07.02.15
Bonnie Siegler | Dear Bonnie

Interviewing in Indianapolis

Dear Bonnie,

I went to an interview the other day and the person I met with seemed dumbfounded that I hadn’t brought my portfolio or a laptop or something as a way to view my work. However, I had sent them a link to my portfolio when I applied for the job, and someone from the office responded that the creative director, “would love to learn more about me and my work.” I took that to mean that they had reviewed my portfolio.

Isn’t it safe to assume someone is familiar with your work prior to an interview? Otherwise, why would they want to meet?

Interviewing in Indianapolis


Dear I.,

Thank you, thank you, thank you for asking me this. You have given me an opportunity to address a true pet peeve of mine.
This is how it usually goes down:  We, by which I mean people in a hiring position, hear from lots and lots of job applicants. Often, we quickly look at a portfolio online just to determine whether we want to learn more about you. If we do, we’ll usually schedule a meeting for a couple of weeks in the future.

In the meantime, we have received countless more online portfolios. We have been art directing our staff and looking at illustrators' and photographers’ work and reviewing a million other designs. In short, we would be very hard pressed to recall your work in any worthwhile detail, and most likely, in any detail at all.

Then, the appointed day arrives and we will meet you in a conference room and ask to look at your work. But, alas, you have not brought your work and seem a bit upset that we do not remember the work you shared online. You get even more frustrated when you realize you have wasted your time and ours.  It’s hard for us to understand how you would not bring your work. We have taken time from our schedules and it strikes us as uncaring and maybe even arrogant on your part to assume we remember everything about you. Not the best way to begin a relationship. It would be better to bring too much than nothing and an attitude. You want the job, right?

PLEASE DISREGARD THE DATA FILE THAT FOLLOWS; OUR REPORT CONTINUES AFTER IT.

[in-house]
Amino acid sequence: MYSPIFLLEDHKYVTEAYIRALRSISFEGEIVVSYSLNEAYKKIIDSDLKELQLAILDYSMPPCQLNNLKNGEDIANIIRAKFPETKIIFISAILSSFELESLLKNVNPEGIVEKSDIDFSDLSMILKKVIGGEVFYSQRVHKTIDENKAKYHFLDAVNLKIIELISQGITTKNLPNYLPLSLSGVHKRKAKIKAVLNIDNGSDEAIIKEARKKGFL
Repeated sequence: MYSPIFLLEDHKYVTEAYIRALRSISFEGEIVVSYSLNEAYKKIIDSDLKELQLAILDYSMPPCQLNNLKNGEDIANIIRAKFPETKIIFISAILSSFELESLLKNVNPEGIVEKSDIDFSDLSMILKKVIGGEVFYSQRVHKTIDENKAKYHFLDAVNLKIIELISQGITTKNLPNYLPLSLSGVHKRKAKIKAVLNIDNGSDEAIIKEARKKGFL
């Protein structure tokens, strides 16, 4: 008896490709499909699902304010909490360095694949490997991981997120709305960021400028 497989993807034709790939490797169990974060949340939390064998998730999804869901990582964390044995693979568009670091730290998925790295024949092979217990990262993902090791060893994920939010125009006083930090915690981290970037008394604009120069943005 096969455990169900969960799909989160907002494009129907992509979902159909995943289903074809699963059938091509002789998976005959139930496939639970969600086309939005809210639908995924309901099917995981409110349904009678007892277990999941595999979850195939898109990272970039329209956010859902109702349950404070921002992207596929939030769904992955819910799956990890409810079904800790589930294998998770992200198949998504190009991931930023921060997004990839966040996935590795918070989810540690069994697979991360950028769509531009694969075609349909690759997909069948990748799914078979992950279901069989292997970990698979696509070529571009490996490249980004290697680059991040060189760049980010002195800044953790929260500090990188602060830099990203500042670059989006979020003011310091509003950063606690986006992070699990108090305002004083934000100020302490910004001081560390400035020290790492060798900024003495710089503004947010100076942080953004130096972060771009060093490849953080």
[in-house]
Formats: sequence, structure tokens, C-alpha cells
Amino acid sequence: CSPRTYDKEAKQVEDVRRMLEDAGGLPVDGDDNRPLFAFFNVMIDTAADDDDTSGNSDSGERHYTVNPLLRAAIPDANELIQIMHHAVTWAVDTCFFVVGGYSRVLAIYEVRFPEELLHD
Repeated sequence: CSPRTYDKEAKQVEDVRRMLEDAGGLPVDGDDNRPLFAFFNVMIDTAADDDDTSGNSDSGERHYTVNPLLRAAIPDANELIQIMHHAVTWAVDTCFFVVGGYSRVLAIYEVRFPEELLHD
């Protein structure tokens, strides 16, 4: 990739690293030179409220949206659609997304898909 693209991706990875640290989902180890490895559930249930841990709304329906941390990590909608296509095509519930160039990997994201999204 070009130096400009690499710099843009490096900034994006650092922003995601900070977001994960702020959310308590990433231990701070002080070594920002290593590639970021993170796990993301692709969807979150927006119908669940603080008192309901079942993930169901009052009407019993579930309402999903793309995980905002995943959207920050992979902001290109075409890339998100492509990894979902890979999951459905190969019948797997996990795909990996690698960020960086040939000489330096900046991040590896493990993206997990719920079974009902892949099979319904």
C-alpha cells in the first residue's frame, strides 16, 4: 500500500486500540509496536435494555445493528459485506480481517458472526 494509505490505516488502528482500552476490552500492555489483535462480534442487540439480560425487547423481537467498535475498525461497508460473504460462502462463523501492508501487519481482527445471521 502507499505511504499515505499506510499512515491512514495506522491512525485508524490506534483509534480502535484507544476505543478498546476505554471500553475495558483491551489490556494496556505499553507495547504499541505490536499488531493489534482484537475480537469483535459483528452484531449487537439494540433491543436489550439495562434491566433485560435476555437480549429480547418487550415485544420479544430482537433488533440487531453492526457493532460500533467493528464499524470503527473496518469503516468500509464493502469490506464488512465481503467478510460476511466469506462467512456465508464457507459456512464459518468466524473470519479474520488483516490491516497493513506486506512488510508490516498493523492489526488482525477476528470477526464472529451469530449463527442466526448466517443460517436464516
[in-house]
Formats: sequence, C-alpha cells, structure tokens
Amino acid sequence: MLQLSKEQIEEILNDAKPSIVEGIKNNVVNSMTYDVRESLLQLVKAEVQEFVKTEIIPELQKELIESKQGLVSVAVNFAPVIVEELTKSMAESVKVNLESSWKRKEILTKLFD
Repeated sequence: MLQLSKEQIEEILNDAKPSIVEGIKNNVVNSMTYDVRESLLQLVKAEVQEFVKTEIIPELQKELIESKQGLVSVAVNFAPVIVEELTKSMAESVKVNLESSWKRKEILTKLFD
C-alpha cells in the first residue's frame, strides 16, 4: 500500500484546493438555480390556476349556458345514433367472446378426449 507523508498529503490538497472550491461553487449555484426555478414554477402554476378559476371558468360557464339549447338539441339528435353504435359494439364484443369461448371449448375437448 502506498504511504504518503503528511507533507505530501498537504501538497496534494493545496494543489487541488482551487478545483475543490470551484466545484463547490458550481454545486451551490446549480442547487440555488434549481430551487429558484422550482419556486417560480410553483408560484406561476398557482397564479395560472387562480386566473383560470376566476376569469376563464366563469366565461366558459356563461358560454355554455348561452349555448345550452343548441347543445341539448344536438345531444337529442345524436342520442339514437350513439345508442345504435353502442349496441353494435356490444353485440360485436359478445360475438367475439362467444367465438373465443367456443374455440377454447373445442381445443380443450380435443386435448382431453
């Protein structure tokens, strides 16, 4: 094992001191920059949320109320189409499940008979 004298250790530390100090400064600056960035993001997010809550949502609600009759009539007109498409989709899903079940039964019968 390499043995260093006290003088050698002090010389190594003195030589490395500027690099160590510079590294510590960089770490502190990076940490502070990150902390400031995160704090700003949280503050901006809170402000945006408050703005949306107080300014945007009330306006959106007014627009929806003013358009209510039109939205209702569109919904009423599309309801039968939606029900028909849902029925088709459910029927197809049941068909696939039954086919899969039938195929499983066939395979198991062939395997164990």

If you bring actual physical work samples (the best) or a laptop or iPad to look at your work online (totally fine), then we get to hear how you talk about your work and we have a chance to understand your relationship with your work. We can ask you specific questions about decisions that you made. You can point out details that we may never have noticed on our own, but that offer a window into the magical inner workings of your mind. And then, after that, now that we’re interested, we can hang out some and talk about where you’re from and your influences and we can get to know each other a bit.

You will have lost an opportunity to see how your work plays to professionals. Even if you don’t get the job, you would have had the gift of practicing sharing your work, and it would have given you insights into how others respond to what you say and do. You also learn a lot about how to present yourself in the brief but intense spotlight of the interview. It could have been wonderful. But, without work to talk about and refer to and spark conversation, it will more likely be uncomfortable and decidedly un-wonderful.

Please save us all a bit of unnecessary anxiety and bring your fershlugginah work to interviews.


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